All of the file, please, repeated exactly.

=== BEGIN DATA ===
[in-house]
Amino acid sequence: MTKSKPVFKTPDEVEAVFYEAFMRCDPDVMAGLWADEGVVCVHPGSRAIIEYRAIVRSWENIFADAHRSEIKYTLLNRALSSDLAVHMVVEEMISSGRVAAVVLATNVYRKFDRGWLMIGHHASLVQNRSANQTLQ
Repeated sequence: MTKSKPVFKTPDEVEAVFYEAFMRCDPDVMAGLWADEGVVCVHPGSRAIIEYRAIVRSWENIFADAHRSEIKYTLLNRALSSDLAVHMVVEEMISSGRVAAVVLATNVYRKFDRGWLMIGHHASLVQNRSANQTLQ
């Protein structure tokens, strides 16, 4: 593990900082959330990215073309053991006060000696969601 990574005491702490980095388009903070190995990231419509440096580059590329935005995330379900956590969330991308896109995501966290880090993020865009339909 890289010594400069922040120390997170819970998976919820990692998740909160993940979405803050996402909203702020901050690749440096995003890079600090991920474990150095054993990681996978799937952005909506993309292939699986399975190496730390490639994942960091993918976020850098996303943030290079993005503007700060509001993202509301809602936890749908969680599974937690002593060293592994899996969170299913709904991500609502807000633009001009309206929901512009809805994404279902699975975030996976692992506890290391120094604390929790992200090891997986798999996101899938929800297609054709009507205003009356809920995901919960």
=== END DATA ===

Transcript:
[in-house]
Amino acid sequence: MTKSKPVFKTPDEVEAVFYEAFMRCDPDVMAGLWADEGVVCVHPGSRAIIEYRAIVRSWENIFADAHRSEIKYTLLNRALSSDLAVHMVVEEMISSGRVAAVVLATNVYRKFDRGWLMIGHHASLVQNRSANQTLQ
Repeated sequence: MTKSKPVFKTPDEVEAVFYEAFMRCDPDVMAGLWADEGVVCVHPGSRAIIEYRAIVRSWENIFADAHRSEIKYTLLNRALSSDLAVHMVVEEMISSGRVAAVVLATNVYRKFDRGWLMIGHHASLVQNRSANQTLQ
């Protein structure tokens, strides 16, 4: 593990900082959330990215073309053991006060000696969601 990574005491702490980095388009903070190995990231419509440096580059590329935005995330379900956590969330991308896109995501966290880090993020865009339909 890289010594400069922040120390997170819970998976919820990692998740909160993940979405803050996402909203702020901050690749440096995003890079600090991920474990150095054993990681996978799937952005909506993309292939699986399975190496730390490639994942960091993918976020850098996303943030290079993005503007700060509001993202509301809602936890749908969680599974937690002593060293592994899996969170299913709904991500609502807000633009001009309206929901512009809805994404279902699975975030996976692992506890290391120094604390929790992200090891997986798999996101899938929800297609054709009507205003009356809920995901919960």